So as I see it, narcissism is being promoted by every segment of our society: home, school, media, politics, government. Even in the church.


From The Wanderer (Aug. 25):
    With all my heart I want to thank the many Wanderer readers who have supported me with their Masses and prayers through what has been a very challenging time, and is likely to become more challenging.

    The July 16 surgery was not a success, and complications required a two-week hospital stay, which has left me extremely exhausted. My surgeon discovered that the rectal tumor is inoperable, and that the cancer has spread to the pelvic wall. On August 13, I began another round of chemotherapy, which will run through the middle or end of December. After that, I will have another MRI to determine to what extent the chemo has worked, and if the cancer has spread to other organs.

    I am still praying for a miracle, but also learning that my life is entirely in God's hands.

    On the day after the surgery, just moments after I was moved from recovery into my room in the cancer ward at Strong Memorial Hospital in Rochester, N.Y., my cell phone rang.

    'Is this Paul Likoudis?' asked the voice at the other end of the line.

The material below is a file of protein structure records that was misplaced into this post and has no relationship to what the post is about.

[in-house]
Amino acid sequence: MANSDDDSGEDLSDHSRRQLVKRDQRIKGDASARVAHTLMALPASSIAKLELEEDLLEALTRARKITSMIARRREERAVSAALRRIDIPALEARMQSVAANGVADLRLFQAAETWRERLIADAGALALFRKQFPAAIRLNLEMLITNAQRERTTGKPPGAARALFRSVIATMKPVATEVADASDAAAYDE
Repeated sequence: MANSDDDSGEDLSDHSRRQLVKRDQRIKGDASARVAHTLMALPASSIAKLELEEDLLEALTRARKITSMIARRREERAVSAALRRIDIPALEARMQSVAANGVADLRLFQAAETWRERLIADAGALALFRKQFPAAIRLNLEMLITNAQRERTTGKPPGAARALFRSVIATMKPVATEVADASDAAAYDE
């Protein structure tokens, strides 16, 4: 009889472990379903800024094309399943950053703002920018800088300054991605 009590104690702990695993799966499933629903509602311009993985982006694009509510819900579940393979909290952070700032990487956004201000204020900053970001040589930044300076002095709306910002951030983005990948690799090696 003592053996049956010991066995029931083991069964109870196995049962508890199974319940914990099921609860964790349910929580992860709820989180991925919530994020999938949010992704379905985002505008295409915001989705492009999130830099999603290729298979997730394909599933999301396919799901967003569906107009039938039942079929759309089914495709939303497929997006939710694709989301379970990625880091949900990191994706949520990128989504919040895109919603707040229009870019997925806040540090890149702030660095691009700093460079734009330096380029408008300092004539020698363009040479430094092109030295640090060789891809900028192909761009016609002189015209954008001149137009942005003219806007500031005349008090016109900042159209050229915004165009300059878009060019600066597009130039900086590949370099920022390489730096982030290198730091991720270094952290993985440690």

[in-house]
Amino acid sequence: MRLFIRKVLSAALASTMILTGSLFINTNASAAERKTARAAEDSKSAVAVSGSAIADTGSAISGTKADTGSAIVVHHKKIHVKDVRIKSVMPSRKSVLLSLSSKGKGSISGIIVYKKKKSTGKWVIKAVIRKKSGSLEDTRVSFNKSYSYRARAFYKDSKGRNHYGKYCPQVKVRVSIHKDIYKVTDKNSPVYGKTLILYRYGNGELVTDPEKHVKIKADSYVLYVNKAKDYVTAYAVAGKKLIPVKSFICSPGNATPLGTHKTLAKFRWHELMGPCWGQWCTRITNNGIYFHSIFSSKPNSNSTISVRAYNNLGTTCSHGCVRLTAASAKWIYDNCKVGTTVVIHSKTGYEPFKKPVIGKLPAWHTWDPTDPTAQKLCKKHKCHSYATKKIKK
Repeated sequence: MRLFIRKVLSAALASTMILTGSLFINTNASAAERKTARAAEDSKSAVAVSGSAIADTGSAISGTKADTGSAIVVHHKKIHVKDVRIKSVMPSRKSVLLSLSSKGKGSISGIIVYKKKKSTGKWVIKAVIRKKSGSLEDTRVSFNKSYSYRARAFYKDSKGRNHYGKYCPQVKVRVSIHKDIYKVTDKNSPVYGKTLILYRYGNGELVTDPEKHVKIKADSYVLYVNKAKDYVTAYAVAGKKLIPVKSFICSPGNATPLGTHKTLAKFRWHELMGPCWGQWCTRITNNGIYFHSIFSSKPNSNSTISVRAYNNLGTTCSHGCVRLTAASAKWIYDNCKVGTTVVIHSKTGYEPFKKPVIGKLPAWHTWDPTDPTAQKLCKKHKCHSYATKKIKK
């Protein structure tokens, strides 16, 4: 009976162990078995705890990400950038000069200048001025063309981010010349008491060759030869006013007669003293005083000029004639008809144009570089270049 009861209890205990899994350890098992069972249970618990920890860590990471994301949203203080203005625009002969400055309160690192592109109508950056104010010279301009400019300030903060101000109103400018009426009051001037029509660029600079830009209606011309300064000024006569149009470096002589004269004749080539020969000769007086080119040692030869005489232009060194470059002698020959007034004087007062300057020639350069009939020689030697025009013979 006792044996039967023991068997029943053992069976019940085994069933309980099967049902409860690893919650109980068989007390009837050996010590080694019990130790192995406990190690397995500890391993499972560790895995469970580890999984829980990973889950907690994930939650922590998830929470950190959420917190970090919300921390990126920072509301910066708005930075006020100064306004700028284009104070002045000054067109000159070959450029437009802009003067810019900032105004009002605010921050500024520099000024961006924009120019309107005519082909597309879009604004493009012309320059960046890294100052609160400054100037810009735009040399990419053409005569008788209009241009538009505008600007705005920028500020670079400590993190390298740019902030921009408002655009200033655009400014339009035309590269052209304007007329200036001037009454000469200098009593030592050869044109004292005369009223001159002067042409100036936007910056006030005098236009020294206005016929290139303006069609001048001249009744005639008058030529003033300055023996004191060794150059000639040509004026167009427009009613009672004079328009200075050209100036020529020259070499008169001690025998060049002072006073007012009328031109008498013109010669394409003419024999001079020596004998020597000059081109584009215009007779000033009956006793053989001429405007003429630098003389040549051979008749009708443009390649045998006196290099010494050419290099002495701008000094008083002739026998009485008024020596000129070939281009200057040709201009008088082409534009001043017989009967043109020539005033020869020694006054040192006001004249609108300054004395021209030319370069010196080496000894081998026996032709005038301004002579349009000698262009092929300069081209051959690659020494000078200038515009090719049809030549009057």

'Speaking,' I answered.

    'This is Cardinal George.'

    'Your Eminence, what a surprise and a blessing,' I responded, shocked and in total disbelief.

    'I heard you had an operation yesterday, and I wanted to let you know that I am praying for you,' said the cardinal, who has been battling bladder, liver, and kidney cancer since 2006.

    This was the first time I have ever received a phone call from a Prince of the Church, and I could not believe I was speaking with Cardinal George. All I could think of was that I wanted to keep the conversation going for as long as I could....
Click here to read the rest of Paul Likoudis' column.

Please pray for Cardinal Francis George, Paul Likoudis, and the many, many others who are battling cancer in its various forms.

© Matt C. Abbott

 

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Matt C. Abbott

Matt C. Abbott is a Catholic commentator with a Bachelor of Arts degree in communication, media and theatre from Northeastern Illinois University. He's been interviewed on MSNBC, NPR, WLS-TV (ABC) in Chicago, WMTV (NBC) in Madison, Wis., and has been quoted in The New York Times and the Chicago Tribune. He can be reached at mattcabbott@gmail.com.